Summer Treats or Dangerous Delectables?
They’re summer staples: ice cream, corn dogs and Slurpees. But too much of these delectable treats could hijack your child’s health; and result in some extra pounds.
Kids are extra vulnerable during the summer recess. Instead of getting outside and engaging in physical activity, the hot weather may send kids running inside where they participate in more sedentary activities like playing video games and watching television.
Along with reaching for the remote, kids will gravitate toward snacking- especially high-calorie treats.
Take ice cream for example, a sundae with all the fixings could set a child back 1,250 calories and include up to 81 grams of fat and 91 grams of sugar.
Remember, liquid calories count too.
If a Slurpee sounds refreshing, think again. A cherry Slurpee can contain up to 240 calories and 64 grams of sugar.
“We’re thirstier in the summer,” said Julie Metos, Ph.D., R.D., an assistant professor and interim chair of the Division of Nutrition at the University of Utah College of Health. “But keep in mind these cold drinks are just sugar water,” she said.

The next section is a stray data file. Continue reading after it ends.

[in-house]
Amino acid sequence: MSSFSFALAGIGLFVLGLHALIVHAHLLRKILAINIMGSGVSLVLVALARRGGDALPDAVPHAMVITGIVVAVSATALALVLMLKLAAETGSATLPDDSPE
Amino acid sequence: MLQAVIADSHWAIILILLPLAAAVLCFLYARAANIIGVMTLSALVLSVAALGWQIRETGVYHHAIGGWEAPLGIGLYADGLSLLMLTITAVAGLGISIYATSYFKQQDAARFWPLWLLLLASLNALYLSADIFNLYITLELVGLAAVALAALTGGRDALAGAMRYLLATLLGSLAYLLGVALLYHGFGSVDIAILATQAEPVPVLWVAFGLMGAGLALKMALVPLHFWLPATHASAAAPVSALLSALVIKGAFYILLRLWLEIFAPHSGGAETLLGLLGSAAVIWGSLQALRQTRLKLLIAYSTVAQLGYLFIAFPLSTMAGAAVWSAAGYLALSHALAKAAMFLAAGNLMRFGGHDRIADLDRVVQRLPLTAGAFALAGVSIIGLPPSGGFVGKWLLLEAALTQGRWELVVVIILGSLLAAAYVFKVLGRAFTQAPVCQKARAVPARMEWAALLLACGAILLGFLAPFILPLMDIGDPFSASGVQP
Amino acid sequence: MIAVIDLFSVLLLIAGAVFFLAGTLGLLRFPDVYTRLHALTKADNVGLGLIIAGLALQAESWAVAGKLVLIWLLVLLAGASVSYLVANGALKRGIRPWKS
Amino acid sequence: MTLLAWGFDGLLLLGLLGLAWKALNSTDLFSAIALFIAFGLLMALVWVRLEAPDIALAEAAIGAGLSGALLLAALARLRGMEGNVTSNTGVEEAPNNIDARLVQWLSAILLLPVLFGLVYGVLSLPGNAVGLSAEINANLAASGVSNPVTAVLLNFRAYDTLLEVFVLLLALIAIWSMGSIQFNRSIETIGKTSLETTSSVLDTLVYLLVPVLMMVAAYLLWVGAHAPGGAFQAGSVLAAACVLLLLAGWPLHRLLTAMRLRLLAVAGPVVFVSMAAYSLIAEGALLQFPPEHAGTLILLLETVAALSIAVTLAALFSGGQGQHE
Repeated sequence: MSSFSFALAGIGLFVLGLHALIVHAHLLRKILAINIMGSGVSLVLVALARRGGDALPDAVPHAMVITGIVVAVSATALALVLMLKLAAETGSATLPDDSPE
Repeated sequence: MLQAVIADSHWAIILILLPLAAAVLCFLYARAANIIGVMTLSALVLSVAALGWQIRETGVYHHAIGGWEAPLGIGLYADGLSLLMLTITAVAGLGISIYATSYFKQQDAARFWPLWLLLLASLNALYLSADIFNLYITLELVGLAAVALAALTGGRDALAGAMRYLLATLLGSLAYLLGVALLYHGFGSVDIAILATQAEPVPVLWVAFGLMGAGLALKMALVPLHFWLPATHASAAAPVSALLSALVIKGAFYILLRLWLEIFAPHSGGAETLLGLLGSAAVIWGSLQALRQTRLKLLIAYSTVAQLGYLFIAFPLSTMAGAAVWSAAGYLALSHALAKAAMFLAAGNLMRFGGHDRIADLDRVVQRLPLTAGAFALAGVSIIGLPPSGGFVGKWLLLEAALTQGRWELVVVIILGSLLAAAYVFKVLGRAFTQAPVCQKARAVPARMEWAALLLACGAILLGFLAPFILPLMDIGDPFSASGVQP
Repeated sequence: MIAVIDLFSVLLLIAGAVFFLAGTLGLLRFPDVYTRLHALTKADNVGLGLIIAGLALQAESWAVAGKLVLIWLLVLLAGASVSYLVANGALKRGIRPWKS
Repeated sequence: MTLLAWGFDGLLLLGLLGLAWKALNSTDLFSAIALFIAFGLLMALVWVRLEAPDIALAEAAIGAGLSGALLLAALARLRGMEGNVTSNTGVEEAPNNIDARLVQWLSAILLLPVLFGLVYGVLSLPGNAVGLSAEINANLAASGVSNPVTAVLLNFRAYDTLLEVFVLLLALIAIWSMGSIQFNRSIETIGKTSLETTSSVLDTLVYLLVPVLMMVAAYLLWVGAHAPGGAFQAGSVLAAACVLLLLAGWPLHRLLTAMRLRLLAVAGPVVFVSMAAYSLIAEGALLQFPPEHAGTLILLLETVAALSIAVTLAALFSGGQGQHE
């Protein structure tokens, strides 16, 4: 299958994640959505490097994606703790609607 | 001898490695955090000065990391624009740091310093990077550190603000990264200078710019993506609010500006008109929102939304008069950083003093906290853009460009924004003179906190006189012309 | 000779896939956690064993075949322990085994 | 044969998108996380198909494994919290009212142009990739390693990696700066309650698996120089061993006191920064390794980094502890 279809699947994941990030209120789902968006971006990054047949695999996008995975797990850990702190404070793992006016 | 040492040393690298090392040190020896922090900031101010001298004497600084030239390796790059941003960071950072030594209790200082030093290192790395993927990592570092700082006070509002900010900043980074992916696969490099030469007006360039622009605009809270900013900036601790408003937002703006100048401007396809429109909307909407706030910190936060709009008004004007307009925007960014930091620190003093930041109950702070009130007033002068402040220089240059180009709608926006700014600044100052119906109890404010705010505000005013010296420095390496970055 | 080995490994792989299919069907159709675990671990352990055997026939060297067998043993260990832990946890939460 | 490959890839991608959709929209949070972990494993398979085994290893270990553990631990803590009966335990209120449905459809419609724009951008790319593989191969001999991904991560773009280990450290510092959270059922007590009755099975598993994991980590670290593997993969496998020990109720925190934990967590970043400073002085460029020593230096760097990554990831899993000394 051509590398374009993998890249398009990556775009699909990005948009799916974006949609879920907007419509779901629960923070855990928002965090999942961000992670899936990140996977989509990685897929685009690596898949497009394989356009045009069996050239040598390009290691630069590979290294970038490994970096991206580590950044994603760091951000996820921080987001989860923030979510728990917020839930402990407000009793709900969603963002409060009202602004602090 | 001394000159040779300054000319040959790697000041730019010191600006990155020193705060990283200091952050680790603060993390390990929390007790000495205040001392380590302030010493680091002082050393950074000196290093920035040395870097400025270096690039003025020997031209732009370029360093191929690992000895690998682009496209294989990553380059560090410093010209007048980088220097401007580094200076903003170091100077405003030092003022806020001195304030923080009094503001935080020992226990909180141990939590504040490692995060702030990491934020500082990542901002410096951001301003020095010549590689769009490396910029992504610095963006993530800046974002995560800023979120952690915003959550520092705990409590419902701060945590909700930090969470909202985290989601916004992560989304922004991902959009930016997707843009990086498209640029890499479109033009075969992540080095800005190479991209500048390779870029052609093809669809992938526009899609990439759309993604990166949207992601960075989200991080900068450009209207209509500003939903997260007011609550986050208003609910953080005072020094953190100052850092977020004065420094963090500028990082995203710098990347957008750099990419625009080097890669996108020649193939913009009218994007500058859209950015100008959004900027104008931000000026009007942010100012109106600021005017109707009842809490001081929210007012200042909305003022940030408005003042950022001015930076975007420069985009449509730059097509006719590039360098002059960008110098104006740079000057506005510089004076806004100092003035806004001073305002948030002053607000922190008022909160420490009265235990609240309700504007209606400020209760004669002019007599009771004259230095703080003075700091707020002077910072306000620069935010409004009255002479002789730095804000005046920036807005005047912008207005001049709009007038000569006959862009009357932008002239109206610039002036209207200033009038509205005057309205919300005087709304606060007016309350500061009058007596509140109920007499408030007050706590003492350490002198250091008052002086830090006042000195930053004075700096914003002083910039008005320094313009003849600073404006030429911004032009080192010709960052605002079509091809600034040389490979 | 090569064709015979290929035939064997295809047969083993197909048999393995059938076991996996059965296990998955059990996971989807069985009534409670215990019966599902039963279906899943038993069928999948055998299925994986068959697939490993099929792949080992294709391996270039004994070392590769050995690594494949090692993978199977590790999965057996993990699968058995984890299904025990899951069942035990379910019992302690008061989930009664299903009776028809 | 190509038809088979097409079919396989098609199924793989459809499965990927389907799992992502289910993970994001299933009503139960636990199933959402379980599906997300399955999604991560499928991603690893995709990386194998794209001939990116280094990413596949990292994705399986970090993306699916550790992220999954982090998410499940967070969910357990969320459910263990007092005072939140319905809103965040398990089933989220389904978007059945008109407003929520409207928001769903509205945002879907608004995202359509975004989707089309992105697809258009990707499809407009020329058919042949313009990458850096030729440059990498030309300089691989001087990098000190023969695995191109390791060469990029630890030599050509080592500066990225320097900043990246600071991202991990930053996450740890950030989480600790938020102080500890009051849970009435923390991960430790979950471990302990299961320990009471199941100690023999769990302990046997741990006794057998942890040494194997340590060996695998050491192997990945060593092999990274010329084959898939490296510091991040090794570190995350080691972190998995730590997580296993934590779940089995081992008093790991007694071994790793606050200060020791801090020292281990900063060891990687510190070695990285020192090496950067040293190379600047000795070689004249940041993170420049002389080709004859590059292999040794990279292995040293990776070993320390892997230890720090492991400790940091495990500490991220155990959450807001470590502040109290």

A day at the amusement park or local fair wouldn’t be complete without a corn dog and fries, right? Well, maybe not. The sodium levels of this combo are dangerously high at 1,600 milligrams of sodium.
“In today’s culture we always seem to want to give our kids a treat,” she said, “I think it’s important to tell kids this is a special occasion - let’s pick one thing.”
Instead, Metos recommends fresh fruit and homemade options. Here are some of her favorites:
- Frozen fruit: Lay the fruit on a cookie sheet and freeze them. They’re a great substitution for popsicles.
- Keep water handy to avoid buying soda, lemonade, or fruit drinks. Or, concoct a refreshing, low-sugar spritzer with equal parts 100% fruit juice and club soda. You can even slice up fruit and add it to water.
- Whole fresh strawberries: dip them in melted dark chocolate for a delectable treat.
About the author:
Marissa Villasenor is a Public Relations Specialist in the Office of Public Affairs at University of Utah Health Care.comments powered by Disqus